Statistically, You’re Not Going To Read This

We’ve all heard it before: people don’t read, they scan. But yet, we never really try and do anything about it. Or at least we never do anything effective about it. Sure, things like bold and italics do help, but they don’t solve the underlying problem that people don’t read.

Which is a problem for people like me. It takes a good couple of hours to write a WPShout post so I’d like to think it’s appreciated. Turns out I’m wrong; in this post we’ll find out how.

Competition?! You didn’t tell me!

I recently ran a competition on WPShout. No, not that one with the twenty or so premium themes up for grabs, but another, discreet one. It was in my post about backing up WordPress; I didn’t make a big thing of it on purpose as I wanted to make sure that only actual readers entered, not people who’ll come to the site, enter the competition and never come back. I thought if I made a mention of the competition in the opening paragraph then most readers would take a look.

I was wrong, again.

Of the twenty commenters, only nine entered the competition.

I find that astounding; you can usually expect 1% of people who view a page to leave a comment and usually these are the people who’ve read the article thoroughly and then have something to say. So it was a bit of a surprise to see that less than half of all commenters had read the whole article (although I’m assuming people who commented but didn’t enter didn’t see the bit about the competition).

You might read this bit

So then, if you can’t change a habit (of not reading), what can you do?

Subheadings. They’re great for breaking up bits of text into readable chunks.

You can also use really short paragraphs.

Or bold, that works too.

Recently on Shout I’ve been trying to halt people scanning by using “alert” boxes, like the one just above. In these I can summarise the main points I’ve just made so if people don’t want to read the whole thing, they don’t have to. Importantly, they halt people scanning. If something’s bright yellow, you’ll give it a second glance.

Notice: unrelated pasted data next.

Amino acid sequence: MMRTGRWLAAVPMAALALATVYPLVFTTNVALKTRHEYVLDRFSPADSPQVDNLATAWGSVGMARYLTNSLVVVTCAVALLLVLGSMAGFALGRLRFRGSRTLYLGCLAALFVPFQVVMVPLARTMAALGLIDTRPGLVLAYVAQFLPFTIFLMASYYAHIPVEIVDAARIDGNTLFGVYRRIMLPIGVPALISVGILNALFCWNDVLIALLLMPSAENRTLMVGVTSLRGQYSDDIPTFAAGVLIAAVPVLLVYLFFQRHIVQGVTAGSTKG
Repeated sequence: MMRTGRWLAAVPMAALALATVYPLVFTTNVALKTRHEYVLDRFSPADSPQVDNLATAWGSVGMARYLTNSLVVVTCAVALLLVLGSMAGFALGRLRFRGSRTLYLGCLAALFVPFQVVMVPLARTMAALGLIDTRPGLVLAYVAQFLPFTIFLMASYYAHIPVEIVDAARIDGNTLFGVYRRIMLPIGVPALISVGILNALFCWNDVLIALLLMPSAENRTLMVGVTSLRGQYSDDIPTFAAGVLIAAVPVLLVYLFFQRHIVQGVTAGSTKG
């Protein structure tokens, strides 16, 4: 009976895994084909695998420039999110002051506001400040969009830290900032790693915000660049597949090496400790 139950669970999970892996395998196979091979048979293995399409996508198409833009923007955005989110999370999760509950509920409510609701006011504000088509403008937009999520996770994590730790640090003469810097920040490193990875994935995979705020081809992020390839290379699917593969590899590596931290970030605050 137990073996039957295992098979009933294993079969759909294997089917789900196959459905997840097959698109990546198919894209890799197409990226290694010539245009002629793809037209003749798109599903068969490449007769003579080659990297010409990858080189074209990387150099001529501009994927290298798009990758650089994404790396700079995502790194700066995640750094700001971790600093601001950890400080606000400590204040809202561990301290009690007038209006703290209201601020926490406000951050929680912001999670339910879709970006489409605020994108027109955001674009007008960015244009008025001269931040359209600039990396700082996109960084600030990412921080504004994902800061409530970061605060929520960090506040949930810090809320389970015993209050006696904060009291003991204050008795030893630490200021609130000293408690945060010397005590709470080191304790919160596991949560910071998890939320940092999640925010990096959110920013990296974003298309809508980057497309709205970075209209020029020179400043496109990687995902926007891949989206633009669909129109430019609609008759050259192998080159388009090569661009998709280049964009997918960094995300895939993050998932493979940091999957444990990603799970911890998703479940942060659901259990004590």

A good readable font at a decent size is a must, too.

Built into WordPress

Thankfully, all of the things I’ve discussed are really easy to do with WordPress. Obviously with the WYSIWYG post editor you’ve got bold, italics, subheadings (you’ll want “Heading 2” or “Heading 3” from the dropdown that has “Paragraph” by default).

These alert boxes are a little more tricky though. Only a little, mind you. You could just go into HTML view and type <div class="alert"> and </div> around the bit you want to highlight, but that’s a bit of a pain; I’m using the post editor buttons plugin so I just have to click a button and it gets added for me. As far as I’m aware you can’t just add it to the dropdown, but I’d love to hear if anyone knows how.

The alternative

There is an alternative that almost guarantees people read the whole of a post: an awesome art directed post. Jad does them beautifully and I’ve no doubt that they make people stop and read for more than anything I’ve mentioned here. The only caveat is that they take an age to do!

So there we are. Quite a short post. Hopefully you’ve read it and now have bit of a better of an understanding of how to just break up posts a bit to make them easier to read.